Skylights: Sometimes, they may appear to be nothing more than windows. However, they're actually a very different building feature.
That said, only skilled professionals should install and maintain skylights. Thinking about getting skylights to add more light and space to your home? Make sure you know how they could impact your roof first:
Adding Edges to Your Roof: The Bad News
Skylights don't have to make your roof weaker - especially if they're properly installed. However, they can increase your chance of leaks and other related problems. When you install skylights, you add new edges to your roof. This requires new flashing, new sealants, and for new shapes to be cut through important roofing materials. All of this can add to the risk of something going wrong (i.e. moisture seeping into weak spots). If something like that does happen, your roof will require swift repairs.
Remember, skylights don't have to be a new source of leaks, but they do need to be carefully placed and maintained to avoid problems.
Roof Slopes and Skylights
Where can you put a skylight? Almost anywhere! Today's skylights are very versatile when it comes to placement. You can put them on a flat section of a roof or on a slope. You can even put them in attics and install a "chase" or tunnel that channels sunlight down to ceiling level.
While there's a type of skylight for every homeowner's plan, they aren't all created equal. Flat roof skylights remain the easiest and cheapest to install. Slope roof skylights may be more expensive and require extra features for protection. Finally, there are simply some spots where the roof structure is too complex or fragile for skylight installation. This is why it's important to be flexible. Make sure you talk about your plans with an architect or contractor before settling on the right solution.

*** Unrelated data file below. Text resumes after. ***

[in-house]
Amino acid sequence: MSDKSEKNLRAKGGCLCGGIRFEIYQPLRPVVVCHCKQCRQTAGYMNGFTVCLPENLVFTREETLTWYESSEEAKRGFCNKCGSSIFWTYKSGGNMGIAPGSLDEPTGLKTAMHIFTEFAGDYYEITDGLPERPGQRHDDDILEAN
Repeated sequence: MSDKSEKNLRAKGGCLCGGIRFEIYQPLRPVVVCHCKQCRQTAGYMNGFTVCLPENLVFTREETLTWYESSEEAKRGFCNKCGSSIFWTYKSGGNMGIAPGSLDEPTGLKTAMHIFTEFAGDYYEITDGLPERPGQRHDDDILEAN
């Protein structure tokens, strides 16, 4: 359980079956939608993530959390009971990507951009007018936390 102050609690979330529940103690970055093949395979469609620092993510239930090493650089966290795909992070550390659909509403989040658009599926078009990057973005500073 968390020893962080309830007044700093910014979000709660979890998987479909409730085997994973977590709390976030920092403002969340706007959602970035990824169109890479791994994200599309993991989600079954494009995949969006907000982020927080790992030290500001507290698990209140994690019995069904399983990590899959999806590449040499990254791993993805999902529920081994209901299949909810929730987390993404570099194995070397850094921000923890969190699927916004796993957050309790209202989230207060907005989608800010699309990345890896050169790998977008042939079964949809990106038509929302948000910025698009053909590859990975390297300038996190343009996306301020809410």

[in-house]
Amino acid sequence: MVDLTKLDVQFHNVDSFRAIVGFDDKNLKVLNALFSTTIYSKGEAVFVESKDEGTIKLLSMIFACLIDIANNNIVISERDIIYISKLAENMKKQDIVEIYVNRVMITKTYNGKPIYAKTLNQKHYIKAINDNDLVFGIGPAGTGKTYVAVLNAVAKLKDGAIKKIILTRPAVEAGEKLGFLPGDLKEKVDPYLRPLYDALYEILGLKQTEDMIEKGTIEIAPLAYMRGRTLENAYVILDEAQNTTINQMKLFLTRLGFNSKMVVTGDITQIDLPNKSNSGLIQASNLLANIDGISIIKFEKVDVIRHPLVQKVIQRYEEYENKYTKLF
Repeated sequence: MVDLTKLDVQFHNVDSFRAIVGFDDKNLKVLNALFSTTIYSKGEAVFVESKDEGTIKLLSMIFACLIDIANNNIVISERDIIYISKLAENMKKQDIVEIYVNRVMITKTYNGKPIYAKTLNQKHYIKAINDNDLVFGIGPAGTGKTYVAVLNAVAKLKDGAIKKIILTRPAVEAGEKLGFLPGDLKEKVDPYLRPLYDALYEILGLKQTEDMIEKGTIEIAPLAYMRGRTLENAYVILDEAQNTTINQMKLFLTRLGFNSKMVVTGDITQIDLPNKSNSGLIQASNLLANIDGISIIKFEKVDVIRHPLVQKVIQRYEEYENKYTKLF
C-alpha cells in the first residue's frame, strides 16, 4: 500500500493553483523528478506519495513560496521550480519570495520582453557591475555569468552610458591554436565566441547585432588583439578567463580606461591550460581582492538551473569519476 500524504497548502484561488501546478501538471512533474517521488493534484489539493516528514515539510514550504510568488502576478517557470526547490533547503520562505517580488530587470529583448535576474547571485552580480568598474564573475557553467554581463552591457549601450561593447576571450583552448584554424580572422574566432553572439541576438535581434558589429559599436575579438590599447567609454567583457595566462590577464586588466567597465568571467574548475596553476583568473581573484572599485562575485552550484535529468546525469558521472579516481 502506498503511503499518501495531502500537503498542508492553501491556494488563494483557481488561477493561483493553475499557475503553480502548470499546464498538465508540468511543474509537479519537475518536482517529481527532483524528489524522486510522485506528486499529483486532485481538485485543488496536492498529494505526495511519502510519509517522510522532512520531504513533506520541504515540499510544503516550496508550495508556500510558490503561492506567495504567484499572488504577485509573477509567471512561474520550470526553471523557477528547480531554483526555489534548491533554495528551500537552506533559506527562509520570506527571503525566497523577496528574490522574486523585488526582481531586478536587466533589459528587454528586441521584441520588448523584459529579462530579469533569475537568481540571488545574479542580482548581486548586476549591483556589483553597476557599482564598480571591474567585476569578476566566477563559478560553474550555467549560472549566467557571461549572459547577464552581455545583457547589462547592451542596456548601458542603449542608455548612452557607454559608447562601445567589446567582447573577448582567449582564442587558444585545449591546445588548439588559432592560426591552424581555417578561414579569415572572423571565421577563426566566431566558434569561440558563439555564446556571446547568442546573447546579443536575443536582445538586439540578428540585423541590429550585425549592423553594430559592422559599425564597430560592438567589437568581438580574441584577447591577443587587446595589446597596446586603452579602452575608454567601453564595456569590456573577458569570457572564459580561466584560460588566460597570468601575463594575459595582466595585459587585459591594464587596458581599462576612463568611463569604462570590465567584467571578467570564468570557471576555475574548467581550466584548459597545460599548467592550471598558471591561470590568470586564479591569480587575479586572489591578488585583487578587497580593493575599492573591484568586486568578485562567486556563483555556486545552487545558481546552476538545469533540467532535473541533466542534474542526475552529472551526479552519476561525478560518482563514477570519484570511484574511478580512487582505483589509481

How big do you want your skylights to be? You have choices, but you are also limited by the style of your roof. For example, the average truss framing in many residential rooftops only provides enough room for a two-foot-wide window section. If you want a bigger skylight, you will have to cut into trusses and possibly set up additional supports. This can quickly become expensive. If you are willing to pay for it, skylights can be as wide as four feet and as long as six feet (under the right conditions). Any larger than that, and the roof structure becomes too compromised!
A Note on Cleaning
Your skylights are going to get dirty: How will you clean them? Someone is going to have to climb up on the roof and wash them by hand. However, roofers get very uneasy about the thought of other people walking around on rooftops because it's very easy to damage flashing, protective coatings, and shingles by stepping on the wrong spots. Make sure you or your cleaner has the necessary experience to clean skylights without hurting your roof.